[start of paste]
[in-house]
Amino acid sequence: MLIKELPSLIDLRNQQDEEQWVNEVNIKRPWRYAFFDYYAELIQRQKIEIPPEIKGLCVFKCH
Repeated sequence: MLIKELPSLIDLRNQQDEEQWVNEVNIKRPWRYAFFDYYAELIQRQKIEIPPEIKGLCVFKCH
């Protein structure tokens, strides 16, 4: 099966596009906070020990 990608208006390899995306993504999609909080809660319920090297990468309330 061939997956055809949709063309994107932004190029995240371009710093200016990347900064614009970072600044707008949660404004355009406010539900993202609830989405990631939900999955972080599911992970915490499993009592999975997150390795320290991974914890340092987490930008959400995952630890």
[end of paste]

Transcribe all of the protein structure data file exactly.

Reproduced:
[in-house]
Amino acid sequence: MLIKELPSLIDLRNQQDEEQWVNEVNIKRPWRYAFFDYYAELIQRQKIEIPPEIKGLCVFKCH
Repeated sequence: MLIKELPSLIDLRNQQDEEQWVNEVNIKRPWRYAFFDYYAELIQRQKIEIPPEIKGLCVFKCH
């Protein structure tokens, strides 16, 4: 099966596009906070020990 990608208006390899995306993504999609909080809660319920090297990468309330 061939997956055809949709063309994107932004190029995240371009710093200016990347900064614009970072600044707008949660404004355009406010539900993202609830989405990631939900999955972080599911992970915490499993009592999975997150390795320290991974914890340092987490930008959400995952630890």